I see that I forgot the very obvious point that the entire world is just like the New York City area. My apologies; I just can't imagine how I could have neglected something so very important.

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quote:
Originally posted by fizzymagic:

 

I see that I forgot the very obvious point that the entire world is just like the New York City area. My apologies; I just can't imagine how I could have neglected something so _very_ important.


 

I don't know what is wrong with some of you people; I really don't. If you want to argue that this is not how I have found the situation to be in the New York area, then go ahead. Obviously, you know better than I. If you would like to present an argument that the situation is different in your caching area, then by all means, please go ahead. But do try to refrain from assinine comments similar to the one quoted above.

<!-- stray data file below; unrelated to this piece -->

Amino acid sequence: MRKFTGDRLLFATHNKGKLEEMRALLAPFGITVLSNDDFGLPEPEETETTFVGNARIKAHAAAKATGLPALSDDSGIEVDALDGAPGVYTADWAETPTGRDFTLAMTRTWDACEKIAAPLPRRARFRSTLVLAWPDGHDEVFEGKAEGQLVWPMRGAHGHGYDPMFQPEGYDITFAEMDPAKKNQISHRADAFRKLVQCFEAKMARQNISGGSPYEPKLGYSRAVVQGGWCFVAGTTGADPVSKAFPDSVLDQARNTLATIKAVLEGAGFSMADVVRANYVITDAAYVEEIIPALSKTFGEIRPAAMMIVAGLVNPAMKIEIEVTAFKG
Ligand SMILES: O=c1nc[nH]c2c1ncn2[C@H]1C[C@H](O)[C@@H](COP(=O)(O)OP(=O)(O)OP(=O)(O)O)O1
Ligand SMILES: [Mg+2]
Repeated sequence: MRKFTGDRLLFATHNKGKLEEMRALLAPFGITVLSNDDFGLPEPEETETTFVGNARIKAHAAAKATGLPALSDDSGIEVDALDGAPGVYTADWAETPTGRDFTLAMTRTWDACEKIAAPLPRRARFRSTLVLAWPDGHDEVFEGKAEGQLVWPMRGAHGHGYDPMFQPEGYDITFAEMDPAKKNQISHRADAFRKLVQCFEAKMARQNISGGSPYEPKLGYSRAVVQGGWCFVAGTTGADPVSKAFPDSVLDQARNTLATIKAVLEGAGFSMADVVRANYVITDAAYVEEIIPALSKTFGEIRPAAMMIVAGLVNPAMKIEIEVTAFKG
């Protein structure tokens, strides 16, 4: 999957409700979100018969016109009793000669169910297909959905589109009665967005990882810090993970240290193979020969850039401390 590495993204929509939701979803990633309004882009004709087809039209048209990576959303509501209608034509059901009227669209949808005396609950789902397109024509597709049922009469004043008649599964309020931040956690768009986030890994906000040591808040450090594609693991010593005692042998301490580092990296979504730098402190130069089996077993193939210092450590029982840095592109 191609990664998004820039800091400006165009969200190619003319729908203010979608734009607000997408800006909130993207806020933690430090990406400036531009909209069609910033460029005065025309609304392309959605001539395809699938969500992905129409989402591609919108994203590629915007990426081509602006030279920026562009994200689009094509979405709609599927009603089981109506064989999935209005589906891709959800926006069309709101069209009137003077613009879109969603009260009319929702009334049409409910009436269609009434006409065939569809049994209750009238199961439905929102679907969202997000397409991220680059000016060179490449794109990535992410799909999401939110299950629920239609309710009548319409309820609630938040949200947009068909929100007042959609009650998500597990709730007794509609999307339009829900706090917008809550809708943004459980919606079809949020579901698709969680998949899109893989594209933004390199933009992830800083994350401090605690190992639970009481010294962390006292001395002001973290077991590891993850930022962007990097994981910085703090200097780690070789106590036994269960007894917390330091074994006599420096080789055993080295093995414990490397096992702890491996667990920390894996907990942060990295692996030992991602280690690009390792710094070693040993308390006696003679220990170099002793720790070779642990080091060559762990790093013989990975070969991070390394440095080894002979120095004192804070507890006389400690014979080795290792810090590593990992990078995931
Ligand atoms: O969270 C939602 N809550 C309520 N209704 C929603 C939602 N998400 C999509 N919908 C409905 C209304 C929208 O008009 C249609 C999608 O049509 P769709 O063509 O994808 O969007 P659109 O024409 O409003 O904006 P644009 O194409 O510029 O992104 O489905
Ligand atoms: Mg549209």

If that is not possible, then continue as you have been, and my only comment to you will be what I stated earlier to another malcontent: Rant on, brother.

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quote:
Originally posted by BassoonPilot:

I don't know what is wrong with some of you people; I really don't. If you want to argue that this is not how I have found the situation to be in the New York area, then go ahead.


You're the one arguing for a global ban on out-of-area caches; your comments about your area in support of that global ban clearly imply that you believe the situation to be the same everywhere else.

quote:
But do try to refrain from assinine comments similar to the one quoted above.